What constitutes forgery in Texas?
Posted By Law Offices of Jeffrey C. Grass || 26-Jun-2015
You might hear the word "forgery" and shudder, remembering the time you signed your husband's name on a credit card receipt at a Dallas restaurant or used your sister's gym membership. Yet is that really forgery? Most assume forgery to be signing someone else's signature on a document. The Texas Penal Code specifically outlines what the state considers to be forgery to help eliminate any potential confusion.
According to the law, anything that you write that's meant to imply the action of another is considered forgery. It also lists writing that misrepresents the date or sequence of an action or wrongly claims to be an original document as a forgery. The law qualifies any of the following as writing:
This definition may seem to leave little to question, yet the law goes on to say that a violation occurs when the intent is to harm or to perpetuate fraud. This raises the question of whether or not it's lawful to act as someone's agent in order to help them, but without their expressed permission. Examples of this could be a endorsing your spouse's check to deposit in his or her bank account or signing for a package for your vacationing neighbor. In such a case, you may be able to argue that you believed to be acting in good faith on behalf of the one you signed for.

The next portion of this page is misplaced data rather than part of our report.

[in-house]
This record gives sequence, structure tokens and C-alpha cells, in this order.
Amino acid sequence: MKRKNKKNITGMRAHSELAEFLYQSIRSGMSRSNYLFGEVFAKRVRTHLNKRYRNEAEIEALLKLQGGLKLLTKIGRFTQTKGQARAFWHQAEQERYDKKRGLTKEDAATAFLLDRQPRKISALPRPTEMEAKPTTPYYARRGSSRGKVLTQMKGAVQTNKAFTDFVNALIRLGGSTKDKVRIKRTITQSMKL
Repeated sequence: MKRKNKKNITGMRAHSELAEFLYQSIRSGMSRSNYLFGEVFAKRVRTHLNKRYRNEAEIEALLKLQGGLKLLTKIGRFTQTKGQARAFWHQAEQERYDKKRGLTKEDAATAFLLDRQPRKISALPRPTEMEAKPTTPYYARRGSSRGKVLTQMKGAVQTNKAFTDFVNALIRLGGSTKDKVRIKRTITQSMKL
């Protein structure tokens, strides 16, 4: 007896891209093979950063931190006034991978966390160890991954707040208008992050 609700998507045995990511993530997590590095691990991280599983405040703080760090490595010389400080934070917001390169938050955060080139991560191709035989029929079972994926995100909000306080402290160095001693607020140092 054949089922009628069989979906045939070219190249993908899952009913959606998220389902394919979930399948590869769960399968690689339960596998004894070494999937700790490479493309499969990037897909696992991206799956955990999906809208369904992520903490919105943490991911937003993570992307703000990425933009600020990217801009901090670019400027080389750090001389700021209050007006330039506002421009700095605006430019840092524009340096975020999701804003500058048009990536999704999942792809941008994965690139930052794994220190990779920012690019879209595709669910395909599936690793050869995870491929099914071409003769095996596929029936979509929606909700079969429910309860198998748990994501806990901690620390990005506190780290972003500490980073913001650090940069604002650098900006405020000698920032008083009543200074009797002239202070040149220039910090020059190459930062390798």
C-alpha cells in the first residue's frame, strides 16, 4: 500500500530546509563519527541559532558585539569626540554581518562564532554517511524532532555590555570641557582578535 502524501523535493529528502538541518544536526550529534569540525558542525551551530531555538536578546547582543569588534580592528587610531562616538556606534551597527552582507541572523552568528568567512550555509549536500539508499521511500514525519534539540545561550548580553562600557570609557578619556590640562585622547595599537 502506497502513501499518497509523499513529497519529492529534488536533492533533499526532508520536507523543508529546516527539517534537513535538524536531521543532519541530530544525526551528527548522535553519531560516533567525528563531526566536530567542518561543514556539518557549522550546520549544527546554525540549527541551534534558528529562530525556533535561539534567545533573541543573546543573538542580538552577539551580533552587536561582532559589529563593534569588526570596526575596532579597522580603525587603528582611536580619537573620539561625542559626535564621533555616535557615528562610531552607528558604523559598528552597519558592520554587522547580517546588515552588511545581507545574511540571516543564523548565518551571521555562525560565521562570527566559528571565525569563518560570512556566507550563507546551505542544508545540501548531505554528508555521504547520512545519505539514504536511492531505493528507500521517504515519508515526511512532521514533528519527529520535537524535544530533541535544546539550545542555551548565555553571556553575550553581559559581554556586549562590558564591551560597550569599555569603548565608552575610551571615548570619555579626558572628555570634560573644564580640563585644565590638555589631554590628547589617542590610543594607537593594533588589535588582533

You should know, however, the law specifies that malicious intent is assumed if you sign another's name more than once on government documents (i.e., driver's licenses, patent letters, property titles).
Categories: White Collar Crimes